My hope. My soul. My passion. They are all mixed together in my love of prose and poetry. In literature. In lovely groupings of words. And in language.
As a writer I think about language quite often. How it can be simply functional. “I see a tree. Do you see?”
It can be lyrical. “I walked back to my room and collapsed on the bottom bunk, thinking that if people were rain, I was drizzle and she was a hurricane.” John Green Looking for Alaska.
It can be playful. “At least once a fortnight a corps of caterers came down with several hundred feet of canvas and enough colored lights to make a Christmas tree of Gatsby’s enormous garden.” -F. Scott Fitzgerald.
It can be memorable. “It was the best of times, it was the worst of times.” – A Tale of Two Cities.
And of course language can be moving, “We cross our bridges as we come to them and burn them behind us, with nothing to show for our progress except a memory of the smell of smoke, and the presumption that once our eyes watered.”
—Tom Stoppard, Rosencratz and Guildenstern Are Dead.
And language can be rebellious.
Good lord, language can be a form of rebellion.
These past few days; from the Women’s March to the newly acquired 350,000+ new ACLU members who raised about $25 million dollars in one weekend…I’ve got some ideas wandering around my insides. To talk about these ideas, I need to first talk about my hero, Madeleine L’Engle.
In her memoir A Circle of Quite, she wrote about an argument she had with her husband when the world was on the ‘God is Dead’ bandwagon. Her husband went one further and said not only is God dead, but so is Language. She replied, “If language is to be revived or, like the phoenix, born of its own ashes, then violence must be done to it.” (I’ve talked about this quote before.)
Ms. L’ Engle went on to say that “To do violence to language…is not to use long words, or strange orders of words, or even to do anything unusual at all with the words in which we attempt to communicate. It means really speaking to each other, destroying platitudes and jargon and all the safe cushions of small talk with which we insulate ourselves; not being afraid to talk about the things we don’t talk about, the ultimate things that really matter. It means turning again to the words that affirm meaning, reason, unity, that teach responsibility rather than selfish love. And sometimes, doing violence to language means not using it at all, not being afraid of being silent together, of being silent alone. Then, through the thunderous silence, we may be able to hear a still, small voice, and words will be born anew.”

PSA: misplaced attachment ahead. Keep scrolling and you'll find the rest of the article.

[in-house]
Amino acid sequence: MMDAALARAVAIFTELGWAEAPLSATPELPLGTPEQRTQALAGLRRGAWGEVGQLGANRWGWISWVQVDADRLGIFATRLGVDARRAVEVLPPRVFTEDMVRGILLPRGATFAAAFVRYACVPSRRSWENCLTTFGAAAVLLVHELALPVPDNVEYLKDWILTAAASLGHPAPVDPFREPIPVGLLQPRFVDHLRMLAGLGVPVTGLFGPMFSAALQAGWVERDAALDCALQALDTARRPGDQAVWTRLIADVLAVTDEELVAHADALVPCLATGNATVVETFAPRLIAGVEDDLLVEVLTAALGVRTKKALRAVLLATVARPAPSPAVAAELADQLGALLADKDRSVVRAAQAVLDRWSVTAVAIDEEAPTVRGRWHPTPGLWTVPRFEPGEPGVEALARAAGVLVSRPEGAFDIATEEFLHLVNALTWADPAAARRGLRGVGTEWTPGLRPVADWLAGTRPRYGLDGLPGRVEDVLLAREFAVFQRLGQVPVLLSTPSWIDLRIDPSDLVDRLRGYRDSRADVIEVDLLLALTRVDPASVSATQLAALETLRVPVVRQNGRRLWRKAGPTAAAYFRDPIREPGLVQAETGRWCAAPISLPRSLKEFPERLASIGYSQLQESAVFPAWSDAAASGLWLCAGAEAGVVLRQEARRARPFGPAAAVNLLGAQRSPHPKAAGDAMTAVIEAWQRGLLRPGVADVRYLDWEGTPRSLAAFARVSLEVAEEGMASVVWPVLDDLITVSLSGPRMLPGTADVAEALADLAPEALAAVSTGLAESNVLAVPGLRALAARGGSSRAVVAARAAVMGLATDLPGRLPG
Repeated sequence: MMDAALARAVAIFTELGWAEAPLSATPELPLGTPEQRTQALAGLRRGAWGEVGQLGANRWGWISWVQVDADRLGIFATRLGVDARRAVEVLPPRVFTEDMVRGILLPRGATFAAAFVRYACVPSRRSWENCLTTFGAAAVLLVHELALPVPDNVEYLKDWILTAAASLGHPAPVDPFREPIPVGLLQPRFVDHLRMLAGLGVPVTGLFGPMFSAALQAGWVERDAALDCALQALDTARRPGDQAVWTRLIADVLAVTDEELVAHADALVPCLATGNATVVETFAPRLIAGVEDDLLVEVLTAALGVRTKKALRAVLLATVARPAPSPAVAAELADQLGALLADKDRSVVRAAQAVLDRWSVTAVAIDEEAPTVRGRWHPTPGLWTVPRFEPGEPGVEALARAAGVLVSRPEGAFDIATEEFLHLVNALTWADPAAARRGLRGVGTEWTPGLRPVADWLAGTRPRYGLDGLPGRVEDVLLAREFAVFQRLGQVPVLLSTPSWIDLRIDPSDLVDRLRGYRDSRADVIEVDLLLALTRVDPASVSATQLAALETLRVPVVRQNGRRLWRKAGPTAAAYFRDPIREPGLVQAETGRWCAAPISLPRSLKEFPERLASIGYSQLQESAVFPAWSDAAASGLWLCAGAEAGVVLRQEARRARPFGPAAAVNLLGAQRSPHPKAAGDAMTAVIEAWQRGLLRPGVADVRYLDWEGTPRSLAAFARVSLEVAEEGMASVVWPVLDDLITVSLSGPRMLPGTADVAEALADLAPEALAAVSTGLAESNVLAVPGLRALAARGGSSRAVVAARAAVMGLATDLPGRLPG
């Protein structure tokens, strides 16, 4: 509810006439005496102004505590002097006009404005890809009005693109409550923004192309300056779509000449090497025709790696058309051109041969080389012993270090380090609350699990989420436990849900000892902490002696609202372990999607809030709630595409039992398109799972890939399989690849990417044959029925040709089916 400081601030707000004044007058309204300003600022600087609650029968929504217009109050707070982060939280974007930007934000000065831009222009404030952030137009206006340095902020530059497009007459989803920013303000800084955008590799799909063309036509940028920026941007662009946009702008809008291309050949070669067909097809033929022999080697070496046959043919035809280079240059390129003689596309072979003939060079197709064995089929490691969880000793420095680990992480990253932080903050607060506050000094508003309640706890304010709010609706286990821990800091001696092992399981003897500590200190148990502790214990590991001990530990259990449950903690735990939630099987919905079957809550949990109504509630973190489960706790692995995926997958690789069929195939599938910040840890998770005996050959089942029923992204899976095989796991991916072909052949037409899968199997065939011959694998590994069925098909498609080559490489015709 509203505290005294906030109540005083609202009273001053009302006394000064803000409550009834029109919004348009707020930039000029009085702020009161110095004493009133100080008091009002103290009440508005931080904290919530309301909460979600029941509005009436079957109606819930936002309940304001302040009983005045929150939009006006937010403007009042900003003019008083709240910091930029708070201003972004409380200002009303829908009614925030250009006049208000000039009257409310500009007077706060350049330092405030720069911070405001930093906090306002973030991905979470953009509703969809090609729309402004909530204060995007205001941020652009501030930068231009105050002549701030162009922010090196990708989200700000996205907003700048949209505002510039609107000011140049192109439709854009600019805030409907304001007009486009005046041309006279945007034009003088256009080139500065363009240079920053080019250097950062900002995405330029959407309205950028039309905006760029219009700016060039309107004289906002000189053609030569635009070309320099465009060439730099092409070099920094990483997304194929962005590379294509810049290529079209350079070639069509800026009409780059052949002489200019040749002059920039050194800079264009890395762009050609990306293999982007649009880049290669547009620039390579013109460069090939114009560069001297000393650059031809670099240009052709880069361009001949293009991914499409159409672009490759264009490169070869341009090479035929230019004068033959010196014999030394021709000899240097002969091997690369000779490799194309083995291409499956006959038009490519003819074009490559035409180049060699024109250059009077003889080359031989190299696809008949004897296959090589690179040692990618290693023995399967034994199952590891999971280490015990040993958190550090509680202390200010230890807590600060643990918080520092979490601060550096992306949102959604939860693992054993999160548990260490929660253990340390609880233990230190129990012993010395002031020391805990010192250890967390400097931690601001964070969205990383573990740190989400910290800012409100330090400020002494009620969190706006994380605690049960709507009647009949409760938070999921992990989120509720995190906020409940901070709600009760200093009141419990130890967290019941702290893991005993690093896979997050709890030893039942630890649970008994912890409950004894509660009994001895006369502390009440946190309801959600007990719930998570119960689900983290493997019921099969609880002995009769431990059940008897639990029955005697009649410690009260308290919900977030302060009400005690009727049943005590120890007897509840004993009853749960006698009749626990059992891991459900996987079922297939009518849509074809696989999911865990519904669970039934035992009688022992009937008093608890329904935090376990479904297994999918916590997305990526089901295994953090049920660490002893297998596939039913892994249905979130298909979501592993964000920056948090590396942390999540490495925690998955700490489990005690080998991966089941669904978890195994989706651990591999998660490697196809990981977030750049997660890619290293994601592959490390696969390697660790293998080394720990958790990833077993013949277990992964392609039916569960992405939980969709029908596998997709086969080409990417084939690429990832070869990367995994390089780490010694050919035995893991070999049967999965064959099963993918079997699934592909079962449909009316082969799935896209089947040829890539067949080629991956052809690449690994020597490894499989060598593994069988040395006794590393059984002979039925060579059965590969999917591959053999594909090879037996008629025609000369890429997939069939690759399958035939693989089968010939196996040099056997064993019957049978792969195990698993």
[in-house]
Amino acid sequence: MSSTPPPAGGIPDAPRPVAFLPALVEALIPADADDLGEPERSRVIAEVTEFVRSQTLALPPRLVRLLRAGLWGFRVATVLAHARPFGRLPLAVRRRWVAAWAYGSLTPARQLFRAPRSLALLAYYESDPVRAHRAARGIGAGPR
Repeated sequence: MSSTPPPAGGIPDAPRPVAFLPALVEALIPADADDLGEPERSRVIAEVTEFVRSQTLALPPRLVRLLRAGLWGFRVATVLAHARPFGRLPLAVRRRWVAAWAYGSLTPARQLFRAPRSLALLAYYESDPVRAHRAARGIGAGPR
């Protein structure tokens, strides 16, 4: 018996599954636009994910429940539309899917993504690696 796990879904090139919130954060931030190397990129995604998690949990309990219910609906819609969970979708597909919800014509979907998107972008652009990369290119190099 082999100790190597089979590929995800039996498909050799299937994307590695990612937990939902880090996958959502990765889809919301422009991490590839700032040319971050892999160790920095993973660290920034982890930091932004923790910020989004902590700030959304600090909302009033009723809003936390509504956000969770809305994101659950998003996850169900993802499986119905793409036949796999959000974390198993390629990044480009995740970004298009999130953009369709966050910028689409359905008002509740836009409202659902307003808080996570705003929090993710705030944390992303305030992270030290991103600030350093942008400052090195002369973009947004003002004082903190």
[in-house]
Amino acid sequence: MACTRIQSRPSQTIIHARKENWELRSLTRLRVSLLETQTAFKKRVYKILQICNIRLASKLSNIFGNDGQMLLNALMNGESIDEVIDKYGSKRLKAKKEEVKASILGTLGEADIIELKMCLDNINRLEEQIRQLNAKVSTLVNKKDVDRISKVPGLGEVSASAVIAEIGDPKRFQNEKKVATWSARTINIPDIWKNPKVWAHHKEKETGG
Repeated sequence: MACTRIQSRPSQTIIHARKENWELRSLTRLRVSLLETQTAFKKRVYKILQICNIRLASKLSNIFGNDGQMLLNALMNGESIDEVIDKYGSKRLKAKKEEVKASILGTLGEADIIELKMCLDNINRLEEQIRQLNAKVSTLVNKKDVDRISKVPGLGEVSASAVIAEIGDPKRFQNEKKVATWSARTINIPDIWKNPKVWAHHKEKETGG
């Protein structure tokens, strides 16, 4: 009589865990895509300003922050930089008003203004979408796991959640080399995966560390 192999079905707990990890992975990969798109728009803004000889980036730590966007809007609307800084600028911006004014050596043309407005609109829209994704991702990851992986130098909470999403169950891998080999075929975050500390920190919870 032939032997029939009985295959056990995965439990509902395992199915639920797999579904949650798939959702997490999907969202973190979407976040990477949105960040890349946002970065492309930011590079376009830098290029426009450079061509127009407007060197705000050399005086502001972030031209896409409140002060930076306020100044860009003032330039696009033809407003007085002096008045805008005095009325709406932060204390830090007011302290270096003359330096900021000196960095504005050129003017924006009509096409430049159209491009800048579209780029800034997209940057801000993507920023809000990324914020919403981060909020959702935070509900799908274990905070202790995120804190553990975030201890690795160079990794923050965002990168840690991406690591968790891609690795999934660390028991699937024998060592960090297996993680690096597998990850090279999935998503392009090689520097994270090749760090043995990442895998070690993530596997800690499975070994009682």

God I love that woman. Hallelujah!
Okay, the Woman’s March. If you went, if you wanted to go, you know what it was about.
If you didn’t, and perhaps you are one of the people who were upset because you thought it was an Anit-Trump rally or a Pro-Murder rally or a group of ‘snowflakes’ who couldn’t accept losing…(I heard the March called all of those and a few more.) I want to share this with you. The March was more powerful than Trump, and more merciful than murderous. It was about the current state of our Nation. We are torn asunder and hurting. And we’ve decided to DO SOMETHING about it. To try and see each other regardless of our party, faith, skin color, tax bracket, and sexual orientation. We came together to celebrate our differences and our unifying goal of bettering our homes, our communities, our world. And in the midst of the DOING, some amazing actions and reactions are weaving their hopeful way into our lives for the better.
For me, I found the truth in Ms. L’Engle’s idea that in order to take back a language, violence must be done. And I found a rebellion among the ashes.
There was a grassroots phenomenon that began before the Women’s March. The Pussy Hat Project. The idea was to “provide the people of the Women’s March on Washington D.C. a means to make a unique collective visual statement which will help activist be better heard.” So it was, a sea of pink pussy hats could be seen around the world January 21st.
(Did you do get a little uncomfortable there? Shift in your seat a bit at the word?)
I did at first too. I commented to a friend that I would have liked a pussy hat. Even as I said it, a lingering uncomfortable teenage goofiness pushed at my gut. (pussy.)
Rather quickly, however. That reaction was replaced by something else, a sense of awe, maybe. Protest signs ran the gamut of worries and resistance, but one word was plentiful: Pussy.
Something was happening that day. It wasn’t quite tangible just yet, but something was there. Then I saw this sign: “I’d call him a Cunt but he lacks both the depth and the warmth.”
And a week after the march I was called a Bitch.
And I was surprised when my reaction was a smile.
And then my smile turned into a full tooth grin.
And I said “Thank you.”
And I meant it.
Because you see, the March, this past week, we as women, perhaps without knowing it, we as a collective of women have done violence to the language; violence to the words that were supposed to be a form of degradation. And these words have been born anew from the ashes. Taken back. Torn out of the hands of insecure, scared people who useed them to keep us oppressed and ashamed.
I’m fortified by the new breath that has inflated this language. These words are mine, they are my sisters, they are our daughters, they are our mother’s, they are our grandmothers. Unapologetic, this is our language. And our language is powerful and female and we have taken back their depth and warmth.
The strength of a pussy. The compassion of a cunt. The fearlessness of a bitch. This is my bold rebellion. This is my revolt.
Hallelujah! Hallelujah! Hallelujah!